Wednesday, May 2, 2012

Man at the Center of the Universe

I’m looking forward to reading Jonah Goldberg’s latest book, The Tyranny of Cliches. From reviews, one of the myths he takes down is the notion that the Galilean revolution destroyed the classical view of man as the most important thing in the universe. More specifically, in the classical view of the world, the universe consists of a series of concentric spheres with Earth at the center and the sun, moon and stars situated like studs on various shells rotating about the Earth. This cosmology reflected (so the myth goes) the innocent but arrogant classical belief that man is the most important thing in the world. In the process of destroying the geocentric view of the universe that flowed from arrogant anthropocentrism, Galileo taught man a lesson in humility.

The problem with the myth, as many before Goldberg have pointed out, is that the center of the universe in classical cosmology is not a place of honor. Earth is at the center of the universe in the sense that a drain pipe is at the center of a toilet. It’s where everything repulsive ends up that that isn’t welcome at more august stations in the universe. Even the matter here on Earth is, for Aristotle, of a lesser kind than the matter of the moon and stars. In fact, one of the key discoveries of Galileo that destroyed the old Aristotelian cosmology was the existence of craters on the moon. Celestial matter wasn’t supposed to be “corruptible” the way it is on Earth; but if the moon can get knocked around and beat up just like a something here on Earth, then there is nothing special about it with respect to Earthly objects. In a sense, it could be said that Galileo didn’t knock down man and Earth, but he knocked down everything else.

So Galileo did not destroy the classical view of man as the most important thing in the universe, because the classical view did not think of man as the most important thing; there were plenty of things more important, including God and angels. But there is a counter-myth that arises from this understanding; the counter-myth that since the Galileo-proved-man-isn’t-the-most-important-thing myth is false, that Galileo and the Copernican revolution in general did not have a revolutionary cultural/philosophical impact.

In fact, it did have a revolutionary cultural/philosophical effect, one that is even more profound than if the effect had been merely to demote man in the natural hierarchy. For even a demoted man is part of a hierarchy, and hierarchy and order are the essence of the classical view of the world. The Aristotelian view of the world is one of profound unity and order; the hierarchy of the Earth at the center/bottom, with the celestial objects on various spheres, is not only a physical hierarchy but a moral one. The stars are better things than the things on Earth, and the meaning of the universe is wrapped up in its physical structure. Dante profoundly mediated on this in his Divine Comedy. Hell is at the center of Earth, Purgatory is a mountain reaching from the Earth up to the Heavens, and Heaven itself is located among the celestial objects. To travel from Hell to Heaven is to travel a road that is physical and moral, every piece of which bears meaningful relationship to the whole.

The Copernican revolution did something far more serious than merely demoting man in the hierarchy. It destroyed the hierarchy altogether. When the geocentric understanding of the world was undermined, the philosophical, cultural and even social order entwined with it was challenged as well. This is why the Church took such a serious view of Galileo’s publications. They had truly revolutionary implications in a way we have difficulty understanding today. Our view of the world, post-Enlightenment, tends to be fractured and piecemeal. We have political theories, physical theories, social theories, etc. Two men can share identical views of physics but hold opposite political ideas, as we can have both Marxist and Liberal-Democratic physicists. A revolution in physics holds no political implications, and vice-versa. But for classical man, physical revolutions certainly could have political implications, as well as religious and philosophical implications. Galileo did far more than move man down the prison cell-block. He destroyed an entire world.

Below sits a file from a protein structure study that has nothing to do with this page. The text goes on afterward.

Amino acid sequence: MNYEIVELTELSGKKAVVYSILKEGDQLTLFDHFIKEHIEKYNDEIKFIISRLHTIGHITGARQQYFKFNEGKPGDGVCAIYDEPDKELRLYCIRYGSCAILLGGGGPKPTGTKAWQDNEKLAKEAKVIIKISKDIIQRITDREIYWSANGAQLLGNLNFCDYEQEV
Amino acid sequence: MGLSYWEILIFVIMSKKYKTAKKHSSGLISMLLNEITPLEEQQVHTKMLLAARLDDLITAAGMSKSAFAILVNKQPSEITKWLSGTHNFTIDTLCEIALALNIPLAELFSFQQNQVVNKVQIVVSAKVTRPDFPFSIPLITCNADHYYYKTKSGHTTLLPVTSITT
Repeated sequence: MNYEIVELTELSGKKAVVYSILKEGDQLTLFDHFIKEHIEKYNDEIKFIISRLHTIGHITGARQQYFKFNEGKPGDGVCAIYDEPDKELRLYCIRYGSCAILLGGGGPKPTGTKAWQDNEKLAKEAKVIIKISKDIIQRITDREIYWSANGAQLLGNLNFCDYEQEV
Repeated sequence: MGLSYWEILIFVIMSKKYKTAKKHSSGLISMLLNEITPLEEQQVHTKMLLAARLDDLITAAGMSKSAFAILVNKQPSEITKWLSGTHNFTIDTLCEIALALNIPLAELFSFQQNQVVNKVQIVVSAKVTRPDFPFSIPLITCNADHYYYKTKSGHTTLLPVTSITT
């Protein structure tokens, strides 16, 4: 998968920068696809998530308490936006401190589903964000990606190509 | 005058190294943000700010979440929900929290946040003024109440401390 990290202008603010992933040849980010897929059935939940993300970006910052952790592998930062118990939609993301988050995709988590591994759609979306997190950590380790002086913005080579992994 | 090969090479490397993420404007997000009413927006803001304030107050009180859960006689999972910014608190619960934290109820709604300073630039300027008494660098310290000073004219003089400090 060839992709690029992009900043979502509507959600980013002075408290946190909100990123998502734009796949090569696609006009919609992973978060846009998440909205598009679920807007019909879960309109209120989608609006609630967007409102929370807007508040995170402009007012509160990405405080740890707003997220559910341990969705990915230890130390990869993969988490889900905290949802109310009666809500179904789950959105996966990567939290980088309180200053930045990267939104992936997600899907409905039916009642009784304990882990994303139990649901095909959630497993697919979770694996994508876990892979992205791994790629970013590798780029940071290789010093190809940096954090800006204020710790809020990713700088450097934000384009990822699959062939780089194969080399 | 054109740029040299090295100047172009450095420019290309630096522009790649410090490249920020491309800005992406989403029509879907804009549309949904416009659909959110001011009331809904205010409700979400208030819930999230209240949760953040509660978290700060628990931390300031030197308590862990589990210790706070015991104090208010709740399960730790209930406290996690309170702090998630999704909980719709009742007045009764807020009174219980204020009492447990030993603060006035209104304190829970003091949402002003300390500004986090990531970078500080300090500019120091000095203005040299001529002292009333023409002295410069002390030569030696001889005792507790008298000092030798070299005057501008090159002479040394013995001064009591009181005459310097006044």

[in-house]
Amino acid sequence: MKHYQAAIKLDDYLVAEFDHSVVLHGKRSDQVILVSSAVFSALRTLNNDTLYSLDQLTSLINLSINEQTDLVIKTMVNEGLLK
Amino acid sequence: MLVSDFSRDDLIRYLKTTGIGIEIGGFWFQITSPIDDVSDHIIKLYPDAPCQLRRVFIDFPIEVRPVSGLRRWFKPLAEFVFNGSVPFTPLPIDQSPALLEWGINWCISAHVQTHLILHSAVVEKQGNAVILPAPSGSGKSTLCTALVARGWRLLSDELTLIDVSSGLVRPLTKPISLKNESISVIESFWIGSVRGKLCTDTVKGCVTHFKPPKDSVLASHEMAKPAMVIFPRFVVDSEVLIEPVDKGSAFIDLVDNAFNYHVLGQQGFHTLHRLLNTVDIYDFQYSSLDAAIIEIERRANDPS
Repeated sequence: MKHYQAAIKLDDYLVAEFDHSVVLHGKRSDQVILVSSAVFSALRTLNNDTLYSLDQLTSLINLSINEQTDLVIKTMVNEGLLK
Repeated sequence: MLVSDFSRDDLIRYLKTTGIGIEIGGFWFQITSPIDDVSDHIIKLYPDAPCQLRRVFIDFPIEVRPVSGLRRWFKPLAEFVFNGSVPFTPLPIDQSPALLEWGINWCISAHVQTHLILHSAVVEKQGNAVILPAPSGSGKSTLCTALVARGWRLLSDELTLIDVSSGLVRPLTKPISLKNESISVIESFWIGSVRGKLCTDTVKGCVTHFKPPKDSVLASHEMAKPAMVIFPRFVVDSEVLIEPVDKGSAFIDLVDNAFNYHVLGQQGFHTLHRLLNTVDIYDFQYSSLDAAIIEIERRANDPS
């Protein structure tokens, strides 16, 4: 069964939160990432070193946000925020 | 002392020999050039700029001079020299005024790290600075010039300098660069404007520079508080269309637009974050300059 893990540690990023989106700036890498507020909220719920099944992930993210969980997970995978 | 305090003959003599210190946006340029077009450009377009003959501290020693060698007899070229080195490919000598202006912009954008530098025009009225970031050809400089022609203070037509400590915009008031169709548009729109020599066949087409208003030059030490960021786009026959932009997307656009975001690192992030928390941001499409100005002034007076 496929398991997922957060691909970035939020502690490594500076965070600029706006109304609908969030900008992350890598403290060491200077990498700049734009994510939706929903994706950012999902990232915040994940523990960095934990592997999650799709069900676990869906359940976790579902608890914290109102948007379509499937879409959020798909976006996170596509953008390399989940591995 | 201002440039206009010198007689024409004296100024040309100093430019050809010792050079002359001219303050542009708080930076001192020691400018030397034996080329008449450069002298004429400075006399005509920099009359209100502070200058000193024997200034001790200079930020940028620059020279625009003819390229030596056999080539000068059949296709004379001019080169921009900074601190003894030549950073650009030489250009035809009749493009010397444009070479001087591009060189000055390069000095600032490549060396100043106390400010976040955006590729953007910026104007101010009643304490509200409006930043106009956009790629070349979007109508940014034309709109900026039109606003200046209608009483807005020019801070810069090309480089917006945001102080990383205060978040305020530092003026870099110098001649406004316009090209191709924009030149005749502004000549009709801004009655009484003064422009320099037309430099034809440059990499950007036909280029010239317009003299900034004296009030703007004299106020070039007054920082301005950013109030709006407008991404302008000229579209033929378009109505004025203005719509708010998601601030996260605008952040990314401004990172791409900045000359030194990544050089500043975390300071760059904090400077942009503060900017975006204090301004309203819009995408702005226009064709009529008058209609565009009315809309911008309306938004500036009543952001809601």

Or, if we adopt the self-interpretation of the Enlightenment, he destroyed the prison. The elegantly integrated and complete classical view of the world may have been beautiful, but it was also a prison. It imprisoned man philosophically, religiously, scientifically and socially. It is hard not to be swept along with the passion of Enlightenment pioneers like d’Holbach, Bacon and Kant. Man, finally, was coming into his maturity, finally throwing off comforting illusions and taking charge of himself and his destiny in the cold light of things as they are. He has, after millenia, knocked the lock off his cell door and pushed open the creaking door. But what he finds is not what he expected. He encounters no prison guard to usher him back to his cell, or a warden to announce his release and direct him to his home. He finds no one and nothing to indicate what he should do with his newfound freedom. He sees that his prison was merely a cave in which he happened to fall at some forgotten moment in the distant past, and finds no indication of where his home might be or how to build one.

So we should reject the myth that Galileo knocked man off from his privileged place in the universe. But we should not fall into the mistake of thinking that he didn’t do something even more disturbing.

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